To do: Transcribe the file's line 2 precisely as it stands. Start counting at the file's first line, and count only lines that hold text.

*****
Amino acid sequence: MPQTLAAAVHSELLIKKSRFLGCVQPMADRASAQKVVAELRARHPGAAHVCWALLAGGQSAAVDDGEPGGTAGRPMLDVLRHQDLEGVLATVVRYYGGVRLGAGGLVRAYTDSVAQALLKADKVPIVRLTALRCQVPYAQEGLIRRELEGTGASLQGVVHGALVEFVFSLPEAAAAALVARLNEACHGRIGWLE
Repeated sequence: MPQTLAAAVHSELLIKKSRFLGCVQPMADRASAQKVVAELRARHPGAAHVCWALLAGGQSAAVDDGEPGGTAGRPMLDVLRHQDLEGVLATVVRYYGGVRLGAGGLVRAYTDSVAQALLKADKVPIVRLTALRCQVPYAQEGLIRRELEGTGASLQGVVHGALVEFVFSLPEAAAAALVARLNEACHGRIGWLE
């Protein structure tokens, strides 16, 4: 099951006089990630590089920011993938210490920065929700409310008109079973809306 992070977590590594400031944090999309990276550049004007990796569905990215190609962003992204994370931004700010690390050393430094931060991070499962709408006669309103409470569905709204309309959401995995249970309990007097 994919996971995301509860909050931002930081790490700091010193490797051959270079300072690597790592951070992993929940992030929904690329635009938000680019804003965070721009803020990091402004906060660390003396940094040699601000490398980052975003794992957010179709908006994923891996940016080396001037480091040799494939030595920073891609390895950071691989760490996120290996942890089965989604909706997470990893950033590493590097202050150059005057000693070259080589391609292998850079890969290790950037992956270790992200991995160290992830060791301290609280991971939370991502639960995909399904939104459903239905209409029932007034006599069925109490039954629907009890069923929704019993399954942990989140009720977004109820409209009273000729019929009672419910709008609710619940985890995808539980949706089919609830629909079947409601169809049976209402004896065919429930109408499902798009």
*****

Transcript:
Repeated sequence: MPQTLAAAVHSELLIKKSRFLGCVQPMADRASAQKVVAELRARHPGAAHVCWALLAGGQSAAVDDGEPGGTAGRPMLDVLRHQDLEGVLATVVRYYGGVRLGAGGLVRAYTDSVAQALLKADKVPIVRLTALRCQVPYAQEGLIRRELEGTGASLQGVVHGALVEFVFSLPEAAAAALVARLNEACHGRIGWLE